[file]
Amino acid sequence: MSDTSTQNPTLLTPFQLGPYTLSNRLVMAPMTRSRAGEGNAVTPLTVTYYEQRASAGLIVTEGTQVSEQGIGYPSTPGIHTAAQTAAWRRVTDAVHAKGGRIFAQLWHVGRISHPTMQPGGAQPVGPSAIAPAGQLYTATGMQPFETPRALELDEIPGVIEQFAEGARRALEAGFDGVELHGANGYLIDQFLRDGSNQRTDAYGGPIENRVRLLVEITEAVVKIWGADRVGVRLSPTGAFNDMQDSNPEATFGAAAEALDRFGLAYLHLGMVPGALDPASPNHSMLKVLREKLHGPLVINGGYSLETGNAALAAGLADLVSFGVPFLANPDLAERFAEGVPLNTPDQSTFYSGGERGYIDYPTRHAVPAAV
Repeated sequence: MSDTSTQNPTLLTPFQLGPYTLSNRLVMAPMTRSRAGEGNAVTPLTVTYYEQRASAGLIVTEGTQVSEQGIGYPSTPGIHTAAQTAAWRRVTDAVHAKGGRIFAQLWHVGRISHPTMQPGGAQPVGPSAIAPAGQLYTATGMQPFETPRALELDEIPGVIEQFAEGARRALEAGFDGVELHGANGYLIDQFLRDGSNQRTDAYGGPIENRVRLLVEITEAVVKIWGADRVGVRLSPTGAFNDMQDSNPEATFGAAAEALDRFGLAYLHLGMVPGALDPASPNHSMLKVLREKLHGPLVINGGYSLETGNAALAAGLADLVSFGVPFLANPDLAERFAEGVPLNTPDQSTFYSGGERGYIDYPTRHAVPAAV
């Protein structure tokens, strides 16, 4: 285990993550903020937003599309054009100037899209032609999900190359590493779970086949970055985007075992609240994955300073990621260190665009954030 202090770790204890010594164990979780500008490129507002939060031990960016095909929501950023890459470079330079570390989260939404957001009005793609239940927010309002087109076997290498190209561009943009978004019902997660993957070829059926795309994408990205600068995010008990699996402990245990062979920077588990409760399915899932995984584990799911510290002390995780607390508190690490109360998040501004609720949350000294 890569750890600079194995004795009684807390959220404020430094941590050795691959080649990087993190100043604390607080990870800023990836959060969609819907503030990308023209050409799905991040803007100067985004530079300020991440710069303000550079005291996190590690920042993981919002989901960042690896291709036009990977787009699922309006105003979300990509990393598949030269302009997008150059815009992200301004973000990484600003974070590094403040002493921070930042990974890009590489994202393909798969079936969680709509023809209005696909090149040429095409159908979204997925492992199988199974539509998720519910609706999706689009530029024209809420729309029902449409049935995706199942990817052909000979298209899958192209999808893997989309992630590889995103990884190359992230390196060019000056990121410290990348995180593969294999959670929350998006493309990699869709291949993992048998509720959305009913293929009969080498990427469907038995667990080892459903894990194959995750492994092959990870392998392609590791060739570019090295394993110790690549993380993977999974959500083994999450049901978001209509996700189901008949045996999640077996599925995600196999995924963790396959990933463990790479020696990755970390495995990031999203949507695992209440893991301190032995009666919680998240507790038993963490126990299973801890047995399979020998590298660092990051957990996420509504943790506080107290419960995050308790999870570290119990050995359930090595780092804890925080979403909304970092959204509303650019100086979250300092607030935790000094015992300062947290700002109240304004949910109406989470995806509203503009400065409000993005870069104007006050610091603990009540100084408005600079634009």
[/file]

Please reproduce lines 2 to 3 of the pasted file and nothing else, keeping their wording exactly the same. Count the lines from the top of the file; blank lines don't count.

Repeated sequence: MSDTSTQNPTLLTPFQLGPYTLSNRLVMAPMTRSRAGEGNAVTPLTVTYYEQRASAGLIVTEGTQVSEQGIGYPSTPGIHTAAQTAAWRRVTDAVHAKGGRIFAQLWHVGRISHPTMQPGGAQPVGPSAIAPAGQLYTATGMQPFETPRALELDEIPGVIEQFAEGARRALEAGFDGVELHGANGYLIDQFLRDGSNQRTDAYGGPIENRVRLLVEITEAVVKIWGADRVGVRLSPTGAFNDMQDSNPEATFGAAAEALDRFGLAYLHLGMVPGALDPASPNHSMLKVLREKLHGPLVINGGYSLETGNAALAAGLADLVSFGVPFLANPDLAERFAEGVPLNTPDQSTFYSGGERGYIDYPTRHAVPAAV
């Protein structure tokens, strides 16, 4: 285990993550903020937003599309054009100037899209032609999900190359590493779970086949970055985007075992609240994955300073990621260190665009954030 202090770790204890010594164990979780500008490129507002939060031990960016095909929501950023890459470079330079570390989260939404957001009005793609239940927010309002087109076997290498190209561009943009978004019902997660993957070829059926795309994408990205600068995010008990699996402990245990062979920077588990409760399915899932995984584990799911510290002390995780607390508190690490109360998040501004609720949350000294 890569750890600079194995004795009684807390959220404020430094941590050795691959080649990087993190100043604390607080990870800023990836959060969609819907503030990308023209050409799905991040803007100067985004530079300020991440710069303000550079005291996190590690920042993981919002989901960042690896291709036009990977787009699922309006105003979300990509990393598949030269302009997008150059815009992200301004973000990484600003974070590094403040002493921070930042990974890009590489994202393909798969079936969680709509023809209005696909090149040429095409159908979204997925492992199988199974539509998720519910609706999706689009530029024209809420729309029902449409049935995706199942990817052909000979298209899958192209999808893997989309992630590889995103990884190359992230390196060019000056990121410290990348995180593969294999959670929350998006493309990699869709291949993992048998509720959305009913293929009969080498990427469907038995667990080892459903894990194959995750492994092959990870392998392609590791060739570019090295394993110790690549993380993977999974959500083994999450049901978001209509996700189901008949045996999640077996599925995600196999995924963790396959990933463990790479020696990755970390495995990031999203949507695992209440893991301190032995009666919680998240507790038993963490126990299973801890047995399979020998590298660092990051957990996420509504943790506080107290419960995050308790999870570290119990050995359930090595780092804890925080979403909304970092959204509303650019100086979250300092607030935790000094015992300062947290700002109240304004949910109406989470995806509203503009400065409000993005870069104007006050610091603990009540100084408005600079634009």